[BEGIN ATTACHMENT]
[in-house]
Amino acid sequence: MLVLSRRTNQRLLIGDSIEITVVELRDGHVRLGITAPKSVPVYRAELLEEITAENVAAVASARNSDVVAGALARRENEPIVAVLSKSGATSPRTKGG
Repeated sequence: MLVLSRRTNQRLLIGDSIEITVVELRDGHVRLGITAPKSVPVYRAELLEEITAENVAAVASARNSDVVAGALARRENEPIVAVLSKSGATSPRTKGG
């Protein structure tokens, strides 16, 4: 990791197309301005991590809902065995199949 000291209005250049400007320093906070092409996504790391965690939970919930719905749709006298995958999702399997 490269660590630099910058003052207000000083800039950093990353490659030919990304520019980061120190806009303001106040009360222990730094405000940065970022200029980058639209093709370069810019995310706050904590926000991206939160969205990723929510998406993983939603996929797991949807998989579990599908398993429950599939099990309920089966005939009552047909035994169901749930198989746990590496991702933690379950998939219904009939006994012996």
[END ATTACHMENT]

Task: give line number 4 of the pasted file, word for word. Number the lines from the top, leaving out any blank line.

């Protein structure tokens, strides 16, 4: 990791197309301005991590809902065995199949 000291209005250049400007320093906070092409996504790391965690939970919930719905749709006298995958999702399997 490269660590630099910058003052207000000083800039950093990353490659030919990304520019980061120190806009303001106040009360222990730094405000940065970022200029980058639209093709370069810019995310706050904590926000991206939160969205990723929510998406993983939603996929797991949807998989579990599908398993429950599939099990309920089966005939009552047909035994169901749930198989746990590496991702933690379950998939219904009939006994012996």